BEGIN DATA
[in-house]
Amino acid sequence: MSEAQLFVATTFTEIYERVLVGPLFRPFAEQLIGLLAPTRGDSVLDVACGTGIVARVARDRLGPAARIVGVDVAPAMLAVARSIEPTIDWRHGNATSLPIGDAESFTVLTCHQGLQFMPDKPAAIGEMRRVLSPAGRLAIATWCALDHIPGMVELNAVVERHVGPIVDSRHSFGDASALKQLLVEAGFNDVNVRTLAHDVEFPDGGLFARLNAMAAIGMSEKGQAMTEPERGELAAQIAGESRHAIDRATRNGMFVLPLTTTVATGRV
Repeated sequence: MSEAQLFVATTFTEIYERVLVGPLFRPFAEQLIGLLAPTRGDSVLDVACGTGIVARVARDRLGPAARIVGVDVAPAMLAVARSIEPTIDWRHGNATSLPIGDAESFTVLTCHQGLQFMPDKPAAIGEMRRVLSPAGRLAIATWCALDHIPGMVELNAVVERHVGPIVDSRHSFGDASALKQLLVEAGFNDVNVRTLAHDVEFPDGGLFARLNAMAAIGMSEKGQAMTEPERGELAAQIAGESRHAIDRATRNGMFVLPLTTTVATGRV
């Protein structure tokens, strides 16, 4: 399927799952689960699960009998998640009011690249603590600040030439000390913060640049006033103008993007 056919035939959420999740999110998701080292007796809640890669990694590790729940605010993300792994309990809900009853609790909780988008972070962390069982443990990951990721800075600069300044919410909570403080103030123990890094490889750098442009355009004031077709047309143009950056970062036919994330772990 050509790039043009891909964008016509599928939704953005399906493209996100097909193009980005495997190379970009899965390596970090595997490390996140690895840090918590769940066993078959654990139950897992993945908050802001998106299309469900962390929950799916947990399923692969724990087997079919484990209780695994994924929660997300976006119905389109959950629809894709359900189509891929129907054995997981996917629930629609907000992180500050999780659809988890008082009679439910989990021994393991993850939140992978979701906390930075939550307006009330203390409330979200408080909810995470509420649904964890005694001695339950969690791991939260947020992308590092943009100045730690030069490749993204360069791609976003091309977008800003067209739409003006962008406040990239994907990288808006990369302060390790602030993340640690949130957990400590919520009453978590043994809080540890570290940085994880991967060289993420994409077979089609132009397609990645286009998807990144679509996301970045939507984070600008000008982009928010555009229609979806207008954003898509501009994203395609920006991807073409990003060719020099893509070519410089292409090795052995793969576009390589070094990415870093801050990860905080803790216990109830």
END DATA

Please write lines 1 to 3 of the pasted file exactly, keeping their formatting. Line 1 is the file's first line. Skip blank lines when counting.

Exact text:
[in-house]
Amino acid sequence: MSEAQLFVATTFTEIYERVLVGPLFRPFAEQLIGLLAPTRGDSVLDVACGTGIVARVARDRLGPAARIVGVDVAPAMLAVARSIEPTIDWRHGNATSLPIGDAESFTVLTCHQGLQFMPDKPAAIGEMRRVLSPAGRLAIATWCALDHIPGMVELNAVVERHVGPIVDSRHSFGDASALKQLLVEAGFNDVNVRTLAHDVEFPDGGLFARLNAMAAIGMSEKGQAMTEPERGELAAQIAGESRHAIDRATRNGMFVLPLTTTVATGRV
Repeated sequence: MSEAQLFVATTFTEIYERVLVGPLFRPFAEQLIGLLAPTRGDSVLDVACGTGIVARVARDRLGPAARIVGVDVAPAMLAVARSIEPTIDWRHGNATSLPIGDAESFTVLTCHQGLQFMPDKPAAIGEMRRVLSPAGRLAIATWCALDHIPGMVELNAVVERHVGPIVDSRHSFGDASALKQLLVEAGFNDVNVRTLAHDVEFPDGGLFARLNAMAAIGMSEKGQAMTEPERGELAAQIAGESRHAIDRATRNGMFVLPLTTTVATGRV